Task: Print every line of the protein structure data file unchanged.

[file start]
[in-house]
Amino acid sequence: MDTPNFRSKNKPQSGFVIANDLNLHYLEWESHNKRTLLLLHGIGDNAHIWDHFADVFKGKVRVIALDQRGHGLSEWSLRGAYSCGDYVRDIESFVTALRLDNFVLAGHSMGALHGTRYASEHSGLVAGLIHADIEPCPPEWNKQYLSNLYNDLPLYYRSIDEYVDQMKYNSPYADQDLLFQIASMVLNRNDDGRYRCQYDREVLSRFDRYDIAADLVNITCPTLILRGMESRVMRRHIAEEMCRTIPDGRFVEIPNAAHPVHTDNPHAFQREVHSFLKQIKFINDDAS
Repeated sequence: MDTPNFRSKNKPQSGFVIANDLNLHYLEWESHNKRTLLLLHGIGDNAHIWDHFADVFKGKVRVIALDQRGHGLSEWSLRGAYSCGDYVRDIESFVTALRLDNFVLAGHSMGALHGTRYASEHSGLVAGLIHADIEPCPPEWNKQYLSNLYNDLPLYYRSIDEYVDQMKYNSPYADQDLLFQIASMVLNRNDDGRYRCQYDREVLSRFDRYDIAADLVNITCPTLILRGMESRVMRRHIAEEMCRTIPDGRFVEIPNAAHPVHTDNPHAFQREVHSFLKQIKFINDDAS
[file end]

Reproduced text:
[in-house]
Amino acid sequence: MDTPNFRSKNKPQSGFVIANDLNLHYLEWESHNKRTLLLLHGIGDNAHIWDHFADVFKGKVRVIALDQRGHGLSEWSLRGAYSCGDYVRDIESFVTALRLDNFVLAGHSMGALHGTRYASEHSGLVAGLIHADIEPCPPEWNKQYLSNLYNDLPLYYRSIDEYVDQMKYNSPYADQDLLFQIASMVLNRNDDGRYRCQYDREVLSRFDRYDIAADLVNITCPTLILRGMESRVMRRHIAEEMCRTIPDGRFVEIPNAAHPVHTDNPHAFQREVHSFLKQIKFINDDAS
Repeated sequence: MDTPNFRSKNKPQSGFVIANDLNLHYLEWESHNKRTLLLLHGIGDNAHIWDHFADVFKGKVRVIALDQRGHGLSEWSLRGAYSCGDYVRDIESFVTALRLDNFVLAGHSMGALHGTRYASEHSGLVAGLIHADIEPCPPEWNKQYLSNLYNDLPLYYRSIDEYVDQMKYNSPYADQDLLFQIASMVLNRNDDGRYRCQYDREVLSRFDRYDIAADLVNITCPTLILRGMESRVMRRHIAEEMCRTIPDGRFVEIPNAAHPVHTDNPHAFQREVHSFLKQIKFINDDAS